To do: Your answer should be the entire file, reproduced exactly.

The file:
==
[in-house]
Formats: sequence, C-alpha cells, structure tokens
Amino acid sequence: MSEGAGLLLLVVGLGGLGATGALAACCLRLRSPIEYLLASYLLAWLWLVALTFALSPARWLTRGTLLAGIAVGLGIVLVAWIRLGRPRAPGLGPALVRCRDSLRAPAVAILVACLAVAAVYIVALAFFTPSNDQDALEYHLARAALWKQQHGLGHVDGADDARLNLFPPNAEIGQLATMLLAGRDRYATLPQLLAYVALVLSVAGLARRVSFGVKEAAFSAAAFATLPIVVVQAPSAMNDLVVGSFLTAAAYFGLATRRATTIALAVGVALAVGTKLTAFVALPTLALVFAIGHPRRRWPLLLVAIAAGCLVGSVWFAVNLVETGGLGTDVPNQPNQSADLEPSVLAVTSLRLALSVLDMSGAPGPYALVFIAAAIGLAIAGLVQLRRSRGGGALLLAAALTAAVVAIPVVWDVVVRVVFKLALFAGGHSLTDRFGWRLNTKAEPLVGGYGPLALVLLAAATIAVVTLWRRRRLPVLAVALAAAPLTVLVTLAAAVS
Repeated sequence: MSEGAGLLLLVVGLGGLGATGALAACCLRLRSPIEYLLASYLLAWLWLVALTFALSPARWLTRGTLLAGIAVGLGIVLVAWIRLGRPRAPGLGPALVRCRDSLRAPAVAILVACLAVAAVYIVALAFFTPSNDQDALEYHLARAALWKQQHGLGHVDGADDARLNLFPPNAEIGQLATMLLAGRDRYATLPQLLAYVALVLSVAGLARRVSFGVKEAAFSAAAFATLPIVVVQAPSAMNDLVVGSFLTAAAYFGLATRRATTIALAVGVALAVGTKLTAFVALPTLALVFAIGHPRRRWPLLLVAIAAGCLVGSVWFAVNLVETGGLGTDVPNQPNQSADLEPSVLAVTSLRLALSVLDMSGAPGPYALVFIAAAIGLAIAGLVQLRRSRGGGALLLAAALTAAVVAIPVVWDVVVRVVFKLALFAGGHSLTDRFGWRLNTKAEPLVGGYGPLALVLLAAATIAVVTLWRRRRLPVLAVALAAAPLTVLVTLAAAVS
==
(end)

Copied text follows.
[in-house]
Formats: sequence, C-alpha cells, structure tokens
Amino acid sequence: MSEGAGLLLLVVGLGGLGATGALAACCLRLRSPIEYLLASYLLAWLWLVALTFALSPARWLTRGTLLAGIAVGLGIVLVAWIRLGRPRAPGLGPALVRCRDSLRAPAVAILVACLAVAAVYIVALAFFTPSNDQDALEYHLARAALWKQQHGLGHVDGADDARLNLFPPNAEIGQLATMLLAGRDRYATLPQLLAYVALVLSVAGLARRVSFGVKEAAFSAAAFATLPIVVVQAPSAMNDLVVGSFLTAAAYFGLATRRATTIALAVGVALAVGTKLTAFVALPTLALVFAIGHPRRRWPLLLVAIAAGCLVGSVWFAVNLVETGGLGTDVPNQPNQSADLEPSVLAVTSLRLALSVLDMSGAPGPYALVFIAAAIGLAIAGLVQLRRSRGGGALLLAAALTAAVVAIPVVWDVVVRVVFKLALFAGGHSLTDRFGWRLNTKAEPLVGGYGPLALVLLAAATIAVVTLWRRRRLPVLAVALAAAPLTVLVTLAAAVS
Repeated sequence: MSEGAGLLLLVVGLGGLGATGALAACCLRLRSPIEYLLASYLLAWLWLVALTFALSPARWLTRGTLLAGIAVGLGIVLVAWIRLGRPRAPGLGPALVRCRDSLRAPAVAILVACLAVAAVYIVALAFFTPSNDQDALEYHLARAALWKQQHGLGHVDGADDARLNLFPPNAEIGQLATMLLAGRDRYATLPQLLAYVALVLSVAGLARRVSFGVKEAAFSAAAFATLPIVVVQAPSAMNDLVVGSFLTAAAYFGLATRRATTIALAVGVALAVGTKLTAFVALPTLALVFAIGHPRRRWPLLLVAIAAGCLVGSVWFAVNLVETGGLGTDVPNQPNQSADLEPSVLAVTSLRLALSVLDMSGAPGPYALVFIAAAIGLAIAGLVQLRRSRGGGALLLAAALTAAVVAIPVVWDVVVRVVFKLALFAGGHSLTDRFGWRLNTKAEPLVGGYGPLALVLLAAATIAVVTLWRRRRLPVLAVALAAAPLTVLVTLAAAVS